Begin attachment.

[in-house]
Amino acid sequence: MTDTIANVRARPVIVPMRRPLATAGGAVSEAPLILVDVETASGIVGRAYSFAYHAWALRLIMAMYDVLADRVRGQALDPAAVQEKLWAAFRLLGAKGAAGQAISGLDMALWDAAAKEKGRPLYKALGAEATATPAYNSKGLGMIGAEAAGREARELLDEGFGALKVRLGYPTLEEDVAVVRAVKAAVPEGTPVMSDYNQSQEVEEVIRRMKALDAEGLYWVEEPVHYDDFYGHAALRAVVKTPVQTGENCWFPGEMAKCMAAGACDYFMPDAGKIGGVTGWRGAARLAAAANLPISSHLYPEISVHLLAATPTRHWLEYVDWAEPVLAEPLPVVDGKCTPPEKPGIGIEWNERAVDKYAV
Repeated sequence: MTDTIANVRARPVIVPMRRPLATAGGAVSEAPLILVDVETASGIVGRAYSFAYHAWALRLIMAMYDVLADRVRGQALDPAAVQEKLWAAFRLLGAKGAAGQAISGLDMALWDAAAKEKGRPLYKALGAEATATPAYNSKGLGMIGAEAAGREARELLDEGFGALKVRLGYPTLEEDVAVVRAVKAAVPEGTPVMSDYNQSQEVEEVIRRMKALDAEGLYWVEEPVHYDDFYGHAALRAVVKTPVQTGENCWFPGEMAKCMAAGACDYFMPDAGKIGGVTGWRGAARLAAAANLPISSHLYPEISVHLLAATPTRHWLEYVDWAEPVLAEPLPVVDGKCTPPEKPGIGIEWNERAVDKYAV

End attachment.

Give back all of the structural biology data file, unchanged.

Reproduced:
[in-house]
Amino acid sequence: MTDTIANVRARPVIVPMRRPLATAGGAVSEAPLILVDVETASGIVGRAYSFAYHAWALRLIMAMYDVLADRVRGQALDPAAVQEKLWAAFRLLGAKGAAGQAISGLDMALWDAAAKEKGRPLYKALGAEATATPAYNSKGLGMIGAEAAGREARELLDEGFGALKVRLGYPTLEEDVAVVRAVKAAVPEGTPVMSDYNQSQEVEEVIRRMKALDAEGLYWVEEPVHYDDFYGHAALRAVVKTPVQTGENCWFPGEMAKCMAAGACDYFMPDAGKIGGVTGWRGAARLAAAANLPISSHLYPEISVHLLAATPTRHWLEYVDWAEPVLAEPLPVVDGKCTPPEKPGIGIEWNERAVDKYAV
Repeated sequence: MTDTIANVRARPVIVPMRRPLATAGGAVSEAPLILVDVETASGIVGRAYSFAYHAWALRLIMAMYDVLADRVRGQALDPAAVQEKLWAAFRLLGAKGAAGQAISGLDMALWDAAAKEKGRPLYKALGAEATATPAYNSKGLGMIGAEAAGREARELLDEGFGALKVRLGYPTLEEDVAVVRAVKAAVPEGTPVMSDYNQSQEVEEVIRRMKALDAEGLYWVEEPVHYDDFYGHAALRAVVKTPVQTGENCWFPGEMAKCMAAGACDYFMPDAGKIGGVTGWRGAARLAAAANLPISSHLYPEISVHLLAATPTRHWLEYVDWAEPVLAEPLPVVDGKCTPPEKPGIGIEWNERAVDKYAV